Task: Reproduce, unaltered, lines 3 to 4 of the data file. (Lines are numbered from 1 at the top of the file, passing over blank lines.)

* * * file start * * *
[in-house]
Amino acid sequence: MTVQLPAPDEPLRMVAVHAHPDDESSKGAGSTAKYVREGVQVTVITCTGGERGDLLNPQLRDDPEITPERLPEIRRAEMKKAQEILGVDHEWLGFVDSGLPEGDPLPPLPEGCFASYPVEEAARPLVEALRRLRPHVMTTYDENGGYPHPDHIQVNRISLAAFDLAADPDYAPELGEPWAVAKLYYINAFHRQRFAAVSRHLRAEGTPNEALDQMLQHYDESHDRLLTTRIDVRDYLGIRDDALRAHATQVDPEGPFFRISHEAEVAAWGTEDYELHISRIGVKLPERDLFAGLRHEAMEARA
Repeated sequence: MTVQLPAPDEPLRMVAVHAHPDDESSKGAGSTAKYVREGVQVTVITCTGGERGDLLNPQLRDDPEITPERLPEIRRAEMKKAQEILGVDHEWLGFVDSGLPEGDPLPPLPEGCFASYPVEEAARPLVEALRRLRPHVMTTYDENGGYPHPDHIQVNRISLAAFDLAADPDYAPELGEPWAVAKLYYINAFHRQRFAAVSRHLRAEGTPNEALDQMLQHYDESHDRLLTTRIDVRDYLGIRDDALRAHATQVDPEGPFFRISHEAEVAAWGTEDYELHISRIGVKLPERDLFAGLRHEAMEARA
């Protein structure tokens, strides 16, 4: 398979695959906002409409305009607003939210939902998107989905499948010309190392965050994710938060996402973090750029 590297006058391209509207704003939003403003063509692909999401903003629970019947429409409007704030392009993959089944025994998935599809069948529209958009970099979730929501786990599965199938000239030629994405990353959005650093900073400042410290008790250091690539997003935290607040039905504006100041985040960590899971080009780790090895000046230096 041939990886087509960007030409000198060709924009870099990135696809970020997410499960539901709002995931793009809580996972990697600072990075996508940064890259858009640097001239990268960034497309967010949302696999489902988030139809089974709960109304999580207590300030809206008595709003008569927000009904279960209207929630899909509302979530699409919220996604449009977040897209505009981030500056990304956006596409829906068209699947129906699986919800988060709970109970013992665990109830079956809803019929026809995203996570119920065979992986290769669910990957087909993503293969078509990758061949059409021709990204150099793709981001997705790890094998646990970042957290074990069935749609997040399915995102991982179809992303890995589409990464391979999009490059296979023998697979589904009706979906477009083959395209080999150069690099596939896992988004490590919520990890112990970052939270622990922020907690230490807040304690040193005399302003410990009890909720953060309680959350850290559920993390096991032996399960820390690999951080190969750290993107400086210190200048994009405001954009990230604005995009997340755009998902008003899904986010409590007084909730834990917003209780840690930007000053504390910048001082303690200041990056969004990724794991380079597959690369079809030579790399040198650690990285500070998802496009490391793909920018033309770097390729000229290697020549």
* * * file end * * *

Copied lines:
Repeated sequence: MTVQLPAPDEPLRMVAVHAHPDDESSKGAGSTAKYVREGVQVTVITCTGGERGDLLNPQLRDDPEITPERLPEIRRAEMKKAQEILGVDHEWLGFVDSGLPEGDPLPPLPEGCFASYPVEEAARPLVEALRRLRPHVMTTYDENGGYPHPDHIQVNRISLAAFDLAADPDYAPELGEPWAVAKLYYINAFHRQRFAAVSRHLRAEGTPNEALDQMLQHYDESHDRLLTTRIDVRDYLGIRDDALRAHATQVDPEGPFFRISHEAEVAAWGTEDYELHISRIGVKLPERDLFAGLRHEAMEARA
């Protein structure tokens, strides 16, 4: 398979695959906002409409305009607003939210939902998107989905499948010309190392965050994710938060996402973090750029 590297006058391209509207704003939003403003063509692909999401903003629970019947429409409007704030392009993959089944025994998935599809069948529209958009970099979730929501786990599965199938000239030629994405990353959005650093900073400042410290008790250091690539997003935290607040039905504006100041985040960590899971080009780790090895000046230096 041939990886087509960007030409000198060709924009870099990135696809970020997410499960539901709002995931793009809580996972990697600072990075996508940064890259858009640097001239990268960034497309967010949302696999489902988030139809089974709960109304999580207590300030809206008595709003008569927000009904279960209207929630899909509302979530699409919220996604449009977040897209505009981030500056990304956006596409829906068209699947129906699986919800988060709970109970013992665990109830079956809803019929026809995203996570119920065979992986290769669910990957087909993503293969078509990758061949059409021709990204150099793709981001997705790890094998646990970042957290074990069935749609997040399915995102991982179809992303890995589409990464391979999009490059296979023998697979589904009706979906477009083959395209080999150069690099596939896992988004490590919520990890112990970052939270622990922020907690230490807040304690040193005399302003410990009890909720953060309680959350850290559920993390096991032996399960820390690999951080190969750290993107400086210190200048994009405001954009990230604005995009997340755009998902008003899904986010409590007084909730834990917003209780840690930007000053504390910048001082303690200041990056969004990724794991380079597959690369079809030579790399040198650690990285500070998802496009490391793909920018033309770097390729000229290697020549």